Similar to when a bridge is under construction, the partially complete and changing structural resistance of a bridge during demolition is when the structure is at its most vulnerable. With a growing number of resources available for engineering for design and construction, standardization of engineering for demolition remains limited.

The paper will focus on the specific engineering challenges faced while evaluating bridge structures during demolition and highlight examples where shortcuts on structural analysis or field oversight proved costly. The paper will also discuss common removal methods and equipment used for deck removal/replacement projects and the engineering behind these methods.

Specifically, the presentation will examine several case studies. The goal of the case studies is to learn from past experiences, and as the audience will see, not all the case studies went as planned.

IBC 22-74: Gantry Cranes Keep Vital Bridge Open During Complete Reconstruction
Murray Johnson, P.Eng., P.E., Stantec, Victoria, British Columbia, Canada; Sam Johnson, Graham, Edmonton, Alberta, Canada; Melissa Jennings, COWI, North Vancouver, British Columbia, Canada

Time: 4:00 PM

As a vital link in Edmonton’s transportation system, Groat Road Bridge crosses the North Saskatchewan River near the downtown core. Built in 1955, the seven spans  of concrete girder superstructure were deteriorated and structurally deficient, and a design was tendered to completely replace the superstructure and rehabilitate the piers. Two of the four lanes were to be kept open throughout construction, and any construction berms in the river could not block more than half the river at once, which meant that construction work would have to be done in quadrants, with significant environmental impact and schedule risk. During bidding, an innovative scheme was developed by the successful contractor to instead stay out of the river and use two 44 ton gantry cranes to demolish and replace the bridge one linear half at a time. The environmental impact was greatly reduced and overall schedule and risk profiles significantly improved as a result. Gantries on rails were supported on custom trusses hung off brackets stressed to the existing piers and a runway beam down the middle of the bridge deck. The concrete bridge was sawn into segments in a balanced cantilever demolition and removed by the gantries, after which new steel girders were installed in full span segments. Once traffic was diverted to the new half of the bridge, the gantry system was flipped over to the other side and the process was repeated for the second half of the bridge.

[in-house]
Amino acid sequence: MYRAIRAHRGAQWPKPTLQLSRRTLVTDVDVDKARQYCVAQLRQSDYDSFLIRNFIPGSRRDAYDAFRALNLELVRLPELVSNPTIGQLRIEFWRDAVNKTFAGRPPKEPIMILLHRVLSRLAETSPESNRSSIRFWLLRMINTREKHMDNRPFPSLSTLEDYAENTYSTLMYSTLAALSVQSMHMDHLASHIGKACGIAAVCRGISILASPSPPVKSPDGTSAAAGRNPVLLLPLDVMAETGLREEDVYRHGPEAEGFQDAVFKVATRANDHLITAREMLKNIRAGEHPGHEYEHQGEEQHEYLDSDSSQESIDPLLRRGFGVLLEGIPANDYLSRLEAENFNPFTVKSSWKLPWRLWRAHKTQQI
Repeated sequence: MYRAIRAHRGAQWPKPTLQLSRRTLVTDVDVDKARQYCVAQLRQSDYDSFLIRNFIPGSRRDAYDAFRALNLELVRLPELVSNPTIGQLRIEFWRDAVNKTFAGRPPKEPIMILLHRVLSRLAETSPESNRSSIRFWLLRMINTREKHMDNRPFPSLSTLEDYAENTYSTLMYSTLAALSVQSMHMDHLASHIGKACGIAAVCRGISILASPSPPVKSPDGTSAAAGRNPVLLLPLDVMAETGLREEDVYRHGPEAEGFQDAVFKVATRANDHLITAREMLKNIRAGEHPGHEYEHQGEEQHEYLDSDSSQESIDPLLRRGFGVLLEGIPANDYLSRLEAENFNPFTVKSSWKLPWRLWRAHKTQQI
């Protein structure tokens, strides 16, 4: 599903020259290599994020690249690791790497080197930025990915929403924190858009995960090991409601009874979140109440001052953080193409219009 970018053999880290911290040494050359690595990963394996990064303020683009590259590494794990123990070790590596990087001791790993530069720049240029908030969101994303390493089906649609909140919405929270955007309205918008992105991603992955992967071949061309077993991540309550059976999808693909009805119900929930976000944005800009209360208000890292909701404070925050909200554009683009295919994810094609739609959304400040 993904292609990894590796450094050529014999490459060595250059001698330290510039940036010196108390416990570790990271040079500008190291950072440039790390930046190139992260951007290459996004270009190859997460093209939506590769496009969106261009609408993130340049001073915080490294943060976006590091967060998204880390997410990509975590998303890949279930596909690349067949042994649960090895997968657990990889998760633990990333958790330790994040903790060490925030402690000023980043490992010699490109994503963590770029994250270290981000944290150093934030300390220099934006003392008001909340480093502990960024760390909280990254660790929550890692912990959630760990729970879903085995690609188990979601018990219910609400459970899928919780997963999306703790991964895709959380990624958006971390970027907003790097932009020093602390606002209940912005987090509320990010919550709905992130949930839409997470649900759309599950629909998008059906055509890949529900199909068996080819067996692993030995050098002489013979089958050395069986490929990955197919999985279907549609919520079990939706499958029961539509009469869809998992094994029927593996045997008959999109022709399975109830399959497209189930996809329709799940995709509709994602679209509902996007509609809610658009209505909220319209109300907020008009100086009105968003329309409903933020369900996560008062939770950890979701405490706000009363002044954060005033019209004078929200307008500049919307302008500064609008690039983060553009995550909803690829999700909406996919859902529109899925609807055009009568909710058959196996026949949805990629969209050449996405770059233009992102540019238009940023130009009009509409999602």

IBC 22-75: Temporary Tower Wind Tongues and Rocker Links for the Benjamin Franklin Bridge
Qi Ye, P.E., Liwei Han, Ph.D., P.E., Steven Htet, EIT, and Kyunghwa Cha, CHI Consulting Engineers, LLC, Summit, NJ; Michael Venuto, P.E. and Michael Rakowski, P.E., Delaware River Port Authority, Camden, NJ

Time: 4:30 PM

Temporary wind tongues and rocker links were designed for replacing existing ones at the towers of the Ben Franklin Bridge. Wind tongues need to resist a lateral force of about 1,200 kips and accommodate rotations and movements of the suspended spans. Rocker links need to resist about 2,200 tons of compression and 600 kips of tension. Innovative designs were developed to provide robust temporary supports for the bridge, and maximize the efficiency of construction.

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Structural Modeling Session

Time: 1:30 PM – 3:00 PM

IBC 22-76: Using 3D Models to Improve Bridge Design and Deliver Better Projects
Michael Alestra, P.E., Pennoni, Newark, DE; Scott Walls, P.E., M.C.E., Delaware DOT, Dover, DE